A Catholic high school founded and still run by a religious order, which has proudly educated young men, preparing them to succeed in college, in the work place, as husbands and fathers?   Sorry, not Catholic enough.   No religious freedom here!  After all, the student populations is more than 50% non-Catholic.

Yes, the Archdiocese of New York has joined dozens of others in filing a lawsuit against the administration and HHS, arguing that the mandate is unconstitutional.  And, yes, the administration has granted a one-year reprieve to religious agencies whose conscience would be violated by this mandate.  (That’s right – the government acknowledges that this will be a problem for many religious agencies.  But their response is, essentially, “too bad.”)

What will happen when the year is up?

I suppose one option would be for those agencies to stop offering health insurance to their employees, and pay a $2000 per employee penalty.  While some would argue that the agencies would, in fact, save money by choosing this option, it hardly seems to be the right and just way to treat your co-workers, does it?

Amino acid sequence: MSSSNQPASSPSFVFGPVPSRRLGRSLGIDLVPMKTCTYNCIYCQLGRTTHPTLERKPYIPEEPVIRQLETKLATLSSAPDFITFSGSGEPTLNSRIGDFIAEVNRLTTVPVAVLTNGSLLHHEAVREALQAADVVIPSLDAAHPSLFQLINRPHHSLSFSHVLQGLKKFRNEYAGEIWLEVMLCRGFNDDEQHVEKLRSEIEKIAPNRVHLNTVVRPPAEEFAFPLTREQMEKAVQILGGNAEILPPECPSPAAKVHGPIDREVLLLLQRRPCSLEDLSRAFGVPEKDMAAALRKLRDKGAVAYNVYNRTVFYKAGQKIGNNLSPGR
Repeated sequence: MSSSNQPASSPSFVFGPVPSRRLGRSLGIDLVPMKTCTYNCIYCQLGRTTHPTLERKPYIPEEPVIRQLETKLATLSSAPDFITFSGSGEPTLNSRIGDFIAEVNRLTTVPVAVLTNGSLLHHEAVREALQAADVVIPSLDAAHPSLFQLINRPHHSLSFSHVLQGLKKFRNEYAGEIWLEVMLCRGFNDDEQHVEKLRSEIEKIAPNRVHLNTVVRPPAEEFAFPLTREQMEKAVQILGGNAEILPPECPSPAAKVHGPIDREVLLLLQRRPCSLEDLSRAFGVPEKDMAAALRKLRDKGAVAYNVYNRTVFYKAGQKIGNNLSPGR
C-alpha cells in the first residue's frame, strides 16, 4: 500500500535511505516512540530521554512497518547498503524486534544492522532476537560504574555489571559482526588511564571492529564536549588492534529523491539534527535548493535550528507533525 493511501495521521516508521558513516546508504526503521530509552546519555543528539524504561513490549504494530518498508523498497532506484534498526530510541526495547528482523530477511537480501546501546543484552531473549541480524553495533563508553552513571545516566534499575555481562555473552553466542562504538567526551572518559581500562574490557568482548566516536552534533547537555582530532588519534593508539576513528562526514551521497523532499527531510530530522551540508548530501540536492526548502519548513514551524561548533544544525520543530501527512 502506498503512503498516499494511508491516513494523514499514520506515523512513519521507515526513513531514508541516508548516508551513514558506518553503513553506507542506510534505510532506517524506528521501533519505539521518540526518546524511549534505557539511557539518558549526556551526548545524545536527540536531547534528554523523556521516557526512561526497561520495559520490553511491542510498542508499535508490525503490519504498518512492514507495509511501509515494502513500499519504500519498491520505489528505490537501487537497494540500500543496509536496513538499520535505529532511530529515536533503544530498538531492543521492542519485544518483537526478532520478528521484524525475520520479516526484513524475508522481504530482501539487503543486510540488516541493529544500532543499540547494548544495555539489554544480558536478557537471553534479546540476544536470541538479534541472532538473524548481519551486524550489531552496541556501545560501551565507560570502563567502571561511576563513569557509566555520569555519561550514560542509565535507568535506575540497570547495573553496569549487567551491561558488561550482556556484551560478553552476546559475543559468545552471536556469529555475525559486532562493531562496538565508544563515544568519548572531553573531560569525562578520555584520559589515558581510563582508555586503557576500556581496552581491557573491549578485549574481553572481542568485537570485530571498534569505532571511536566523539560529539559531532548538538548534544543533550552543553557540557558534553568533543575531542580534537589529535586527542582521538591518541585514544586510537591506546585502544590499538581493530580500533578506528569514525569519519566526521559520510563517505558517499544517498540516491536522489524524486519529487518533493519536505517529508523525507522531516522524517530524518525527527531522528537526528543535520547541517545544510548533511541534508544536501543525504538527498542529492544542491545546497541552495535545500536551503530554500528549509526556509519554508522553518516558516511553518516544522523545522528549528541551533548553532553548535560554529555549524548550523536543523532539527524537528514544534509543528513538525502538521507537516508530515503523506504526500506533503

Another option is to continue to offer health insurance, but, honoring our conscience, not include these objectionable services.   There would be a $100 fine per day for each person who qualified for the coverage.  Let’s assume that an agency has 50 people for which it would be subject to this penalty.    At $100 per day, per person, over the course of the year it would pay a penalty of $1,825,000.  ($100 x 50 people x 365 days).  That’s a steep penalty from the government in order to try and convince religious agencies to turn their back on their conscience. That’s money that will then not go to serve those in need.  Many of our services could not survive this heavy penalty.

A third option, I suppose, is to capitulate and accept the strangling mandate…I don’t want to go there.  We just finished a Fortnight for Freedom, and the saints we honored – Saint Thomas More, Saint John Fisher, Saint John the Baptist, Saints Peter and Paul – would not want us to go there, either.